@Buy American - A Lancer Evo will beat a Lamborgini Murcellago on a tight track. I am a big fan of Top Gear UK and the Corvette is mid pack on their score board. The Ford GT is an awesome car, but Ford doesn't make it any more.
Park a Ferrari and a high end Corvette at oppposite ends of a parking lot.
Guess which one will gather a crowd?
That is what you are paying for - hand built exclusivity.
The only Corevette that would stand a chance in that regard would be a perfectly restored '63 split window Vette with a 427.

@MrKnowitall. It looks like the Ducato will be coming to the US

@MrKnowitall Looks like the Ducato will be coming to the US.

There is a lot to be said for the pushrod V8 engines developed in America. The Cadillac V12 was also a hell of a Tank engine, if anyone cares to read up on automotive history. But no match for the Merlin.

All that's great, but we don't live in the days of the Flathead Ford V8 or the '57 Chevy 283 V8 any longer. Things have evolved. Research has shown that the better an engine breathes the better it runs and the more power it develops across the rev band.

There is a reason why the OHC and DOHC designs gained favor in the global auto industry. America was just dead last to put it to good commercial use. They came around, eventually. Remember the Olds DOHC 4-banger? Screamer!

Remember Disc brakes and how America was also last in applying that technology to US cars? The Germans were ahead of us on Catalytic converters too. While we were screwing around with EGR the Germans were using Cats and getting more power and better fuel economy in production cars.

Look at how many foreign advancements have been applied to domestic brand cars over the ensuing years. Remember airbags and seat belts? All of them pioneered by Mercedes-Benz and eventually adopted worldwide by the global auto industry.

How about roll-over cages. Thank Volvo and Saab for those. Not American technology.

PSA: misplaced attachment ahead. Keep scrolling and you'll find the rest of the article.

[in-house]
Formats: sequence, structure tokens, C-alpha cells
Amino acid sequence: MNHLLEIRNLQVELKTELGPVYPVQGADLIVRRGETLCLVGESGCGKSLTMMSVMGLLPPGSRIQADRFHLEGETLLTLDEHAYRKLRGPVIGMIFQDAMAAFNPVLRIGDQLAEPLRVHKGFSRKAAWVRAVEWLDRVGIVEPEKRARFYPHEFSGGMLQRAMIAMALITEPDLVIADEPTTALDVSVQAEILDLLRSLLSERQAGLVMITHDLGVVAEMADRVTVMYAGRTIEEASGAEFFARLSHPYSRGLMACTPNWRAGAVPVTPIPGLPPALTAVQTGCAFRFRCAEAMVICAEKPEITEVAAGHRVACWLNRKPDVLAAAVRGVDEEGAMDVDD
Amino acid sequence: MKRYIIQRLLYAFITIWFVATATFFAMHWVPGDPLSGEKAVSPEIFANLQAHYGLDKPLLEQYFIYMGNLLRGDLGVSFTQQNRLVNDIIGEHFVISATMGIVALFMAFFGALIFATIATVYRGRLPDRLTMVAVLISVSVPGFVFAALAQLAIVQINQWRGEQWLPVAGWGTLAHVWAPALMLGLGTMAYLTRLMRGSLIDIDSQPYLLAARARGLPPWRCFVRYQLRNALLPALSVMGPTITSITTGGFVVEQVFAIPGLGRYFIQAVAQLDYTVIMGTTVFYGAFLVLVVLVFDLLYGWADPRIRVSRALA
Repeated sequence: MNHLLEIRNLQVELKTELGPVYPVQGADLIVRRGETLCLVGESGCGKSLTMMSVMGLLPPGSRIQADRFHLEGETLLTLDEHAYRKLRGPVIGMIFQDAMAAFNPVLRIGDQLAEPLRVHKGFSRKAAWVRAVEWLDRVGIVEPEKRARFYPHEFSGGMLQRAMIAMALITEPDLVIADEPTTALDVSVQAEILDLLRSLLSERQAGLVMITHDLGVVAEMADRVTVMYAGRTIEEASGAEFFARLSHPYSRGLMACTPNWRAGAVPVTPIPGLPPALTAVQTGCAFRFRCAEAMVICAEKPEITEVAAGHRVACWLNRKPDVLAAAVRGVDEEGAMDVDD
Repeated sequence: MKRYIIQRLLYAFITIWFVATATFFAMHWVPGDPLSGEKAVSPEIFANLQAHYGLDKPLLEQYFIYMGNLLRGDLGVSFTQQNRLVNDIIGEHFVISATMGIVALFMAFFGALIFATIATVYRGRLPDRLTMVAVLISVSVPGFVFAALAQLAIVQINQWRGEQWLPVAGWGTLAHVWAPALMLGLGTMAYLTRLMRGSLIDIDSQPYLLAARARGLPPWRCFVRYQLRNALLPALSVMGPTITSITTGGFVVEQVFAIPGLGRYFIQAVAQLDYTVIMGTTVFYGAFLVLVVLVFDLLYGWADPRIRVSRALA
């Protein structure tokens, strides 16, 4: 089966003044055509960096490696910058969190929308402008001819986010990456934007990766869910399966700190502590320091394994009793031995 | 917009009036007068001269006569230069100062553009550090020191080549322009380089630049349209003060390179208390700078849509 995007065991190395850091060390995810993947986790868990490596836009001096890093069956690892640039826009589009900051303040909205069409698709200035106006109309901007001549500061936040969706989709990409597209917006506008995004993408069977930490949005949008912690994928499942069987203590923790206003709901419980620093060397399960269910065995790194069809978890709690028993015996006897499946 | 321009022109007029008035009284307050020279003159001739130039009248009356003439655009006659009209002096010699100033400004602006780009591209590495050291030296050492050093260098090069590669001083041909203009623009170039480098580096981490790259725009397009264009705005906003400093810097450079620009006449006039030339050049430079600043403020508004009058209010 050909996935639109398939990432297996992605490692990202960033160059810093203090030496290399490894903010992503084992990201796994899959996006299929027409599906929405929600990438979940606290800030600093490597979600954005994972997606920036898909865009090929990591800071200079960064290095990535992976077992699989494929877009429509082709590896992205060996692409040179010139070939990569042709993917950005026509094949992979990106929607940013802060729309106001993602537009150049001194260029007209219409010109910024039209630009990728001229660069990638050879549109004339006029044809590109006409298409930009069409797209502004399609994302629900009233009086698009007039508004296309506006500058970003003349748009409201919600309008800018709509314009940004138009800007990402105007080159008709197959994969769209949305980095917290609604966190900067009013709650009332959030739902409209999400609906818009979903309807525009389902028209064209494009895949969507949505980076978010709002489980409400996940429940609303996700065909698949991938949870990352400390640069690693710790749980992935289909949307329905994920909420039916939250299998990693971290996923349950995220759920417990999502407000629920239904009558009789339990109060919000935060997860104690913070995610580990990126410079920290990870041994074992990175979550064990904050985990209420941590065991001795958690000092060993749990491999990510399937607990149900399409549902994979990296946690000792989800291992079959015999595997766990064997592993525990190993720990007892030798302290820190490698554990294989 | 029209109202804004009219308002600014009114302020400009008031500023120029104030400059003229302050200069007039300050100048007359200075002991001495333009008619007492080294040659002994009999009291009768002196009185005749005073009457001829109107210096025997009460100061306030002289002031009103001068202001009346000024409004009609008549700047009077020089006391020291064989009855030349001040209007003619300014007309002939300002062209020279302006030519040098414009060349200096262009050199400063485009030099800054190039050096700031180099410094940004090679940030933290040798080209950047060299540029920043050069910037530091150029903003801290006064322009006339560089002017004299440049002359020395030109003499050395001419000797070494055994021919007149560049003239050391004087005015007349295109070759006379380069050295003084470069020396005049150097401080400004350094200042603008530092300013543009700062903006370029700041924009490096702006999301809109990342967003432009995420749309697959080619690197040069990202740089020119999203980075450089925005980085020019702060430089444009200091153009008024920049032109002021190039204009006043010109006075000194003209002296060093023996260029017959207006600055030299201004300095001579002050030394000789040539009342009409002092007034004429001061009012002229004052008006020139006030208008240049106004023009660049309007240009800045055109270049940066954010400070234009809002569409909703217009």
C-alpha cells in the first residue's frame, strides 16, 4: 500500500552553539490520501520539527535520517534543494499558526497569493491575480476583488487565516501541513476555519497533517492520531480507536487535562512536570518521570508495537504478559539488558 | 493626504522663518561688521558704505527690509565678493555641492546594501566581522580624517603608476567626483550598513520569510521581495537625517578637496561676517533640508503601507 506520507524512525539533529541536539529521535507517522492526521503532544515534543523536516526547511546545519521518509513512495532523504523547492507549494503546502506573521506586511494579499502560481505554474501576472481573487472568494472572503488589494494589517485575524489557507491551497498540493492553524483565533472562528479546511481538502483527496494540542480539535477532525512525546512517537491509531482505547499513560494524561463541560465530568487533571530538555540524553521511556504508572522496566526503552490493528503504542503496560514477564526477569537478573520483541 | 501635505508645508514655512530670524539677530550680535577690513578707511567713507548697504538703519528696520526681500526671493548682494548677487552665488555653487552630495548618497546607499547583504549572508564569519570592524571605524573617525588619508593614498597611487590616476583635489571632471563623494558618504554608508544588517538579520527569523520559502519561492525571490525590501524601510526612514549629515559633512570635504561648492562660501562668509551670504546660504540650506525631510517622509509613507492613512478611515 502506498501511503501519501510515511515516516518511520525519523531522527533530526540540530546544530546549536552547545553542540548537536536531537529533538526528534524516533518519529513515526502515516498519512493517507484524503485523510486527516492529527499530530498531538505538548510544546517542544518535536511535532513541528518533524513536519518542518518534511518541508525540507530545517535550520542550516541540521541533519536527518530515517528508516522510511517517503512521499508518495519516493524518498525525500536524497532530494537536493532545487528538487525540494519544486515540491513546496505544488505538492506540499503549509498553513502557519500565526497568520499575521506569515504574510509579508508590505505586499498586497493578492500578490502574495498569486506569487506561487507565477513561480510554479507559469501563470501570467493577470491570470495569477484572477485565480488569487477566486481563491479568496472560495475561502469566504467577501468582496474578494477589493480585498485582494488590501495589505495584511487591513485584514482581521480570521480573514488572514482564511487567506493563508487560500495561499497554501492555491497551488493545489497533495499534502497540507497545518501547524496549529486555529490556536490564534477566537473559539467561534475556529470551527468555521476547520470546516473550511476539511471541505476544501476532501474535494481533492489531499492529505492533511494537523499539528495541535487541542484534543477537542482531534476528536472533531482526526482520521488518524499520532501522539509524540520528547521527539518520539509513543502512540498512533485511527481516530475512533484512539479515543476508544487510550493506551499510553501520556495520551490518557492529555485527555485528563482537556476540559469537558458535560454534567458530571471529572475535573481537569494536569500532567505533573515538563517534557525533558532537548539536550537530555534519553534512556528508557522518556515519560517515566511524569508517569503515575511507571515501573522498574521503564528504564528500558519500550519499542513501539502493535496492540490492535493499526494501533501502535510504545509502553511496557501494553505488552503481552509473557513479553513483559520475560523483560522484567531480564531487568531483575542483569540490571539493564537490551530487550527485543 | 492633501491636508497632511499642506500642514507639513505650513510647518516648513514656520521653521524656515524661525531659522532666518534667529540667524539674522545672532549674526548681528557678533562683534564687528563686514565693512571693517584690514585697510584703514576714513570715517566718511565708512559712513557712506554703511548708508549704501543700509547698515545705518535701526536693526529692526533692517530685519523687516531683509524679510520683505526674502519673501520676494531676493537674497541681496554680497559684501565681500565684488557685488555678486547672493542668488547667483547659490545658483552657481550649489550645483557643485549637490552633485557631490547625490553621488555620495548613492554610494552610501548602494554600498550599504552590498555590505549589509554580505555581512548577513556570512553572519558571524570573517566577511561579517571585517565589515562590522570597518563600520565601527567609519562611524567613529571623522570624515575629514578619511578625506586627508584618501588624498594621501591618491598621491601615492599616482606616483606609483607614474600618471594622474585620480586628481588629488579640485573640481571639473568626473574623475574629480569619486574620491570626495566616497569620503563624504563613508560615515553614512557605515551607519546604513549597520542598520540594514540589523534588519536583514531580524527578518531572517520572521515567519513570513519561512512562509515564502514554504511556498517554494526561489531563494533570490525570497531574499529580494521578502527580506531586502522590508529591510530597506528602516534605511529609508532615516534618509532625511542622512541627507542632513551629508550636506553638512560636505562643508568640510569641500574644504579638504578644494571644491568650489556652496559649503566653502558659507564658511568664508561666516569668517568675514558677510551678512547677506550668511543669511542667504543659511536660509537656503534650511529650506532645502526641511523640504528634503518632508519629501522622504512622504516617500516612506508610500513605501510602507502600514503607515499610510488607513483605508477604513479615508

How about gas-shocks? First developed by Bilstein and Koni in Germany. How about the Wankel? Not American in application. NSU and Mazda, yeah.

And the FWD transverse system? Developed in Italy by a consortium. Beat out all comers.

America has had its great ideas in the distant past. And for those biased in favor of buying American, go for it. But technology evolves and even America's manufacturers are using foreign technology to improve their products.

That's why the domestic cars are so much better these days than in the past. They applied foreign-developed technology to make them better.

Ask Ford. They lead in domestic engine tech these days. Ever hear of the EB V6? Not a new concept. Just a greatly improved old concept first seen on Porsche Turbo Carrera for PUBLIC application.

And the list goes on.

The world's first automotive electric starter motor: Invented in 1911 by Charles F. Kettering, of Dayton Engineering Laboratories Company (Delco).

Other great automotive U.S. inventions:

1897: An American invented the muffler and the tapered roller bearing.
1901: The assembly line.
1903: Windshield wipers
1911: Fifth-wheel coupling
1916: Tow truck
1918: Hydraulic brake system
1921: Headrest
1922: Convertible
1930: Car audio
1937: O-ring
1945: Cruise control

Just to name a few. I think that it is safe to say, that foreign cars/companies adopted these U.S. inventions. I stand behind my previous comment -Do not underestimate American technology.

Look at the dates. Ask American technology, "What have you done for me lately?"

@DeBinder Dundett Plus you have a swag of countries , that were not part of the global Automotive landscape in the 1920's to the 1950's, now producing some innovative Automotive products.